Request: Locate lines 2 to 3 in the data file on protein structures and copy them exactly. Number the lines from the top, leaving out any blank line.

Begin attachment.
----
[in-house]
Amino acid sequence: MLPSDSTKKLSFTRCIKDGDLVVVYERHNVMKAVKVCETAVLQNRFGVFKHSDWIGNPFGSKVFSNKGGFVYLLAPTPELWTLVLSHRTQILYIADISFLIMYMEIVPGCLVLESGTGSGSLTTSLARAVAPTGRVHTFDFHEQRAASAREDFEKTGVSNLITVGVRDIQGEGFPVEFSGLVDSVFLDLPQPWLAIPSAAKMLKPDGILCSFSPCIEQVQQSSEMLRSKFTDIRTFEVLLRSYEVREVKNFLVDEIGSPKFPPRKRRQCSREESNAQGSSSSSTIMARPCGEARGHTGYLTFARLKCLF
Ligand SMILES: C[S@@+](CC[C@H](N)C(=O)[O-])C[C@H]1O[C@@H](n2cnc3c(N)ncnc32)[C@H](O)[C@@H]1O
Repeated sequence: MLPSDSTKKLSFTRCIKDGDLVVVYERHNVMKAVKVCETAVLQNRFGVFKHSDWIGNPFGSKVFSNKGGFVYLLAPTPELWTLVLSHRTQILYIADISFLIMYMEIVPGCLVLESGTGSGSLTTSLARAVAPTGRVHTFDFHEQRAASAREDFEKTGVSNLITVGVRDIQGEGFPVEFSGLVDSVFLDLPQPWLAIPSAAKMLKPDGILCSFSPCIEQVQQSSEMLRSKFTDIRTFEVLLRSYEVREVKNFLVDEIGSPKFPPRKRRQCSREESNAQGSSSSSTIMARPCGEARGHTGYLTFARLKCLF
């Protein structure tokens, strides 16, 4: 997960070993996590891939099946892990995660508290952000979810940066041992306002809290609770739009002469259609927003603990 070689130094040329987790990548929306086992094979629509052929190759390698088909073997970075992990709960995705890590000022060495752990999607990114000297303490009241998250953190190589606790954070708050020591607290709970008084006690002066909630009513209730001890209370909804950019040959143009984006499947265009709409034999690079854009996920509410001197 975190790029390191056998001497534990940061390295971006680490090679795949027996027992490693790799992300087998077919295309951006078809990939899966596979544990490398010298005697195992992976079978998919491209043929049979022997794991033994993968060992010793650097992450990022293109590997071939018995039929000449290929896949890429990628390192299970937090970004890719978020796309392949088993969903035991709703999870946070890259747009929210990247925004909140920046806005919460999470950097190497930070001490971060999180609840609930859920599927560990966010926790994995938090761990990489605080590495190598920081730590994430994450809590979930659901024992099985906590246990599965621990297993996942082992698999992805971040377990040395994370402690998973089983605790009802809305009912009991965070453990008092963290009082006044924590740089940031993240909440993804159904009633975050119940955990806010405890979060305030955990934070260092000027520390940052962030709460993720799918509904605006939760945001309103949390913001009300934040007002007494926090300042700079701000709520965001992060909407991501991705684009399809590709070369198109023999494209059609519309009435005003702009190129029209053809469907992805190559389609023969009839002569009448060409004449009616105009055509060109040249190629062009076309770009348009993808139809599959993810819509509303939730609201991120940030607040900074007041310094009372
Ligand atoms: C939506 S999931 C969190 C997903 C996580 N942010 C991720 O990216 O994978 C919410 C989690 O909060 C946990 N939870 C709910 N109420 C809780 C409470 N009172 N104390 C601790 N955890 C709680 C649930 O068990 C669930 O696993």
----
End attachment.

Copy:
Amino acid sequence: MLPSDSTKKLSFTRCIKDGDLVVVYERHNVMKAVKVCETAVLQNRFGVFKHSDWIGNPFGSKVFSNKGGFVYLLAPTPELWTLVLSHRTQILYIADISFLIMYMEIVPGCLVLESGTGSGSLTTSLARAVAPTGRVHTFDFHEQRAASAREDFEKTGVSNLITVGVRDIQGEGFPVEFSGLVDSVFLDLPQPWLAIPSAAKMLKPDGILCSFSPCIEQVQQSSEMLRSKFTDIRTFEVLLRSYEVREVKNFLVDEIGSPKFPPRKRRQCSREESNAQGSSSSSTIMARPCGEARGHTGYLTFARLKCLF
Ligand SMILES: C[S@@+](CC[C@H](N)C(=O)[O-])C[C@H]1O[C@@H](n2cnc3c(N)ncnc32)[C@H](O)[C@@H]1O